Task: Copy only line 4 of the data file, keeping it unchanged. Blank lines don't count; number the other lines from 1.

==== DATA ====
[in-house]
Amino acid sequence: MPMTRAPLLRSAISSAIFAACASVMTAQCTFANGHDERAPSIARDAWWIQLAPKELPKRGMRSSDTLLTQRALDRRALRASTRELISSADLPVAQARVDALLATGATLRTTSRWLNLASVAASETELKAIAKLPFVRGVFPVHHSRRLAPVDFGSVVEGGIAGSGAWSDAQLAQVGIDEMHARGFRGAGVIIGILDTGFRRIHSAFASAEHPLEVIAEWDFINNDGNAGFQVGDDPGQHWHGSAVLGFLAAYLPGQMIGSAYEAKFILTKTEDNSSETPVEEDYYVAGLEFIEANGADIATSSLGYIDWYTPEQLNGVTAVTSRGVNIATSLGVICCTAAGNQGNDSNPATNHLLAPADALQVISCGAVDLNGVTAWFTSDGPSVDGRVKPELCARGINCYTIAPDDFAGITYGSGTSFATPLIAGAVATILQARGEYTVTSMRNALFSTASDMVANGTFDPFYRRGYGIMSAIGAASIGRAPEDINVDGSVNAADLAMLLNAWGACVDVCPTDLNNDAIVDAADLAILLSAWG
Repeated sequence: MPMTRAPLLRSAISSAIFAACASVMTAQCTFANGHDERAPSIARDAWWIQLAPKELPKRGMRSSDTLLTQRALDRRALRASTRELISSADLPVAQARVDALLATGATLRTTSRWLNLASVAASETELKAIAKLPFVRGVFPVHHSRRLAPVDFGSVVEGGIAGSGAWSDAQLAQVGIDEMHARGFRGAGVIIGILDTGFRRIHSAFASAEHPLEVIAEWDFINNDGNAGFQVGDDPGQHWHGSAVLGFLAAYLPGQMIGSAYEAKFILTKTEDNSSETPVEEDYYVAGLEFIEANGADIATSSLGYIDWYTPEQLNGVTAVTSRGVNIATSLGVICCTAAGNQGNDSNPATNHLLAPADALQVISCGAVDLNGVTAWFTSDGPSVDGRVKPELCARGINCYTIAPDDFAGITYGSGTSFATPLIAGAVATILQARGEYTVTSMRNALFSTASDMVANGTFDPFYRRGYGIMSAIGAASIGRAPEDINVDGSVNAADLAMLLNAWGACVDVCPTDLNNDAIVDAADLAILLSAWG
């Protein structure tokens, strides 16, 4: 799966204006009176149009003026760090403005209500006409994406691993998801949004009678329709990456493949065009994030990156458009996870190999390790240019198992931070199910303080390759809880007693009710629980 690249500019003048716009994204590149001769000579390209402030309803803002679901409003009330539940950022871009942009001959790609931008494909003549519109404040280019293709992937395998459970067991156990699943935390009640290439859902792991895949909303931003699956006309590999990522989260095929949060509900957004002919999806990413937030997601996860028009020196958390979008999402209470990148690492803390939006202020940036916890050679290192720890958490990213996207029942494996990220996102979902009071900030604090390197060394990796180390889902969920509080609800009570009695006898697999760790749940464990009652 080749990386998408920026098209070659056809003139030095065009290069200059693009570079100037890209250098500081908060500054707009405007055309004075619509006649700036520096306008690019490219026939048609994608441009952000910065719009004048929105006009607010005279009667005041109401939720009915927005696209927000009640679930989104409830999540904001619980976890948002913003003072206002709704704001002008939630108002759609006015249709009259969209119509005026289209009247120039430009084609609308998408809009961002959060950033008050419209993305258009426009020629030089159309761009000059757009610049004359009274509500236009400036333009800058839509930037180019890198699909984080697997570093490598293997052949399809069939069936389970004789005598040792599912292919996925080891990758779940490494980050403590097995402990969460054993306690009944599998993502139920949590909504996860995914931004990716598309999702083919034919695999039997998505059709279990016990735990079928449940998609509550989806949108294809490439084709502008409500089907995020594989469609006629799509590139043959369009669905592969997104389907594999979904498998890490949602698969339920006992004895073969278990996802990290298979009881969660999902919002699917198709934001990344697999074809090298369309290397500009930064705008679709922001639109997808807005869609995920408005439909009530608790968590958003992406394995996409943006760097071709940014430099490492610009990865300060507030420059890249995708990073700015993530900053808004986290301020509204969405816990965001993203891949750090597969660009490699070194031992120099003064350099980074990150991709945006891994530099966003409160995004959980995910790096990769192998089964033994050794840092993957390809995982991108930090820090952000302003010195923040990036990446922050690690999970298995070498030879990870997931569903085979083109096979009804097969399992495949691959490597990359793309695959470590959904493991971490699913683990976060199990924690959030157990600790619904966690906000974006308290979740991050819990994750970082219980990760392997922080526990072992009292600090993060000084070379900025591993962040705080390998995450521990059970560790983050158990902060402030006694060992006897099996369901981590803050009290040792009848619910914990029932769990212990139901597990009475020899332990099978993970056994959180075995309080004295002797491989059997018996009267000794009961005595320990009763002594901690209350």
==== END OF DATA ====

């Protein structure tokens, strides 16, 4: 799966204006009176149009003026760090403005209500006409994406691993998801949004009678329709990456493949065009994030990156458009996870190999390790240019198992931070199910303080390759809880007693009710629980 690249500019003048716009994204590149001769000579390209402030309803803002679901409003009330539940950022871009942009001959790609931008494909003549519109404040280019293709992937395998459970067991156990699943935390009640290439859902792991895949909303931003699956006309590999990522989260095929949060509900957004002919999806990413937030997601996860028009020196958390979008999402209470990148690492803390939006202020940036916890050679290192720890958490990213996207029942494996990220996102979902009071900030604090390197060394990796180390889902969920509080609800009570009695006898697999760790749940464990009652 080749990386998408920026098209070659056809003139030095065009290069200059693009570079100037890209250098500081908060500054707009405007055309004075619509006649700036520096306008690019490219026939048609994608441009952000910065719009004048929105006009607010005279009667005041109401939720009915927005696209927000009640679930989104409830999540904001619980976890948002913003003072206002709704704001002008939630108002759609006015249709009259969209119509005026289209009247120039430009084609609308998408809009961002959060950033008050419209993305258009426009020629030089159309761009000059757009610049004359009274509500236009400036333009800058839509930037180019890198699909984080697997570093490598293997052949399809069939069936389970004789005598040792599912292919996925080891990758779940490494980050403590097995402990969460054993306690009944599998993502139920949590909504996860995914931004990716598309999702083919034919695999039997998505059709279990016990735990079928449940998609509550989806949108294809490439084709502008409500089907995020594989469609006629799509590139043959369009669905592969997104389907594999979904498998890490949602698969339920006992004895073969278990996802990290298979009881969660999902919002699917198709934001990344697999074809090298369309290397500009930064705008679709922001639109997808807005869609995920408005439909009530608790968590958003992406394995996409943006760097071709940014430099490492610009990865300060507030420059890249995708990073700015993530900053808004986290301020509204969405816990965001993203891949750090597969660009490699070194031992120099003064350099980074990150991709945006891994530099966003409160995004959980995910790096990769192998089964033994050794840092993957390809995982991108930090820090952000302003010195923040990036990446922050690690999970298995070498030879990870997931569903085979083109096979009804097969399992495949691959490597990359793309695959470590959904493991971490699913683990976060199990924690959030157990600790619904966690906000974006308290979740991050819990994750970082219980990760392997922080526990072992009292600090993060000084070379900025591993962040705080390998995450521990059970560790983050158990902060402030006694060992006897099996369901981590803050009290040792009848619910914990029932769990212990139901597990009475020899332990099978993970056994959180075995309080004295002797491989059997018996009267000794009961005595320990009763002594901690209350």